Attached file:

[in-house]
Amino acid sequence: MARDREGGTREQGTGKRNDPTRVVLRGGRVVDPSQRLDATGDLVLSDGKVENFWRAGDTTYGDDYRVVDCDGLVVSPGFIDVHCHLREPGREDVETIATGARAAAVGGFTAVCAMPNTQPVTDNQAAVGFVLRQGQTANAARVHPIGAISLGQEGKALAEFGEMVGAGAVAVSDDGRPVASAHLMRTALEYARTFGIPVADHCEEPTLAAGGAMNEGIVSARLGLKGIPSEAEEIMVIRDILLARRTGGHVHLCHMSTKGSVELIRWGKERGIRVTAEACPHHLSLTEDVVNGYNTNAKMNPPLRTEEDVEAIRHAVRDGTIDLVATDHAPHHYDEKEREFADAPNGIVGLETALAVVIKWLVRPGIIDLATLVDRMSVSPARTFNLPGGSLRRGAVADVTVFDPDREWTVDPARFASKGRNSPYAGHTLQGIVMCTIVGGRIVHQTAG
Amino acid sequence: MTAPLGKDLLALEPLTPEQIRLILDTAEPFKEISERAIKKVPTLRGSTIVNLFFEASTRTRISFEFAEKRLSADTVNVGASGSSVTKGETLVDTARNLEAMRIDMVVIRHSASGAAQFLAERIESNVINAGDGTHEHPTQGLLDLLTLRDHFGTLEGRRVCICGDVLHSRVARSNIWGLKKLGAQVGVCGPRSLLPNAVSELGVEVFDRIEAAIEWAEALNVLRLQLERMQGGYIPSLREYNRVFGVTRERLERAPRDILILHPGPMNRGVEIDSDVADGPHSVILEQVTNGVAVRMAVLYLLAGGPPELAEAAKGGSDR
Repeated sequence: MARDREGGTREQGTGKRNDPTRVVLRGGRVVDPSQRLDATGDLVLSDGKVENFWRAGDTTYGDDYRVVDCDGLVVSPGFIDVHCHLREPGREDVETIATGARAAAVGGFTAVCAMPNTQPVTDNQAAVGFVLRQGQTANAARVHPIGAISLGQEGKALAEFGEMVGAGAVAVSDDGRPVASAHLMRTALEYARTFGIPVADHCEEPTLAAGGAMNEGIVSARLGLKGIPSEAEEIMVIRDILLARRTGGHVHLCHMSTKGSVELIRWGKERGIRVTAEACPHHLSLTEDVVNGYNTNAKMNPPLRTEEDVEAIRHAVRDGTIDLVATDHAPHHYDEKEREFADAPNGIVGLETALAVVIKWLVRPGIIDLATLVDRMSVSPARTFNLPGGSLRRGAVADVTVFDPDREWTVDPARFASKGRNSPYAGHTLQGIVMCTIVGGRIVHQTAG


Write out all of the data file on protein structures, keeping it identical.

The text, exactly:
[in-house]
Amino acid sequence: MARDREGGTREQGTGKRNDPTRVVLRGGRVVDPSQRLDATGDLVLSDGKVENFWRAGDTTYGDDYRVVDCDGLVVSPGFIDVHCHLREPGREDVETIATGARAAAVGGFTAVCAMPNTQPVTDNQAAVGFVLRQGQTANAARVHPIGAISLGQEGKALAEFGEMVGAGAVAVSDDGRPVASAHLMRTALEYARTFGIPVADHCEEPTLAAGGAMNEGIVSARLGLKGIPSEAEEIMVIRDILLARRTGGHVHLCHMSTKGSVELIRWGKERGIRVTAEACPHHLSLTEDVVNGYNTNAKMNPPLRTEEDVEAIRHAVRDGTIDLVATDHAPHHYDEKEREFADAPNGIVGLETALAVVIKWLVRPGIIDLATLVDRMSVSPARTFNLPGGSLRRGAVADVTVFDPDREWTVDPARFASKGRNSPYAGHTLQGIVMCTIVGGRIVHQTAG
Amino acid sequence: MTAPLGKDLLALEPLTPEQIRLILDTAEPFKEISERAIKKVPTLRGSTIVNLFFEASTRTRISFEFAEKRLSADTVNVGASGSSVTKGETLVDTARNLEAMRIDMVVIRHSASGAAQFLAERIESNVINAGDGTHEHPTQGLLDLLTLRDHFGTLEGRRVCICGDVLHSRVARSNIWGLKKLGAQVGVCGPRSLLPNAVSELGVEVFDRIEAAIEWAEALNVLRLQLERMQGGYIPSLREYNRVFGVTRERLERAPRDILILHPGPMNRGVEIDSDVADGPHSVILEQVTNGVAVRMAVLYLLAGGPPELAEAAKGGSDR
Repeated sequence: MARDREGGTREQGTGKRNDPTRVVLRGGRVVDPSQRLDATGDLVLSDGKVENFWRAGDTTYGDDYRVVDCDGLVVSPGFIDVHCHLREPGREDVETIATGARAAAVGGFTAVCAMPNTQPVTDNQAAVGFVLRQGQTANAARVHPIGAISLGQEGKALAEFGEMVGAGAVAVSDDGRPVASAHLMRTALEYARTFGIPVADHCEEPTLAAGGAMNEGIVSARLGLKGIPSEAEEIMVIRDILLARRTGGHVHLCHMSTKGSVELIRWGKERGIRVTAEACPHHLSLTEDVVNGYNTNAKMNPPLRTEEDVEAIRHAVRDGTIDLVATDHAPHHYDEKEREFADAPNGIVGLETALAVVIKWLVRPGIIDLATLVDRMSVSPARTFNLPGGSLRRGAVADVTVFDPDREWTVDPARFASKGRNSPYAGHTLQGIVMCTIVGGRIVHQTAG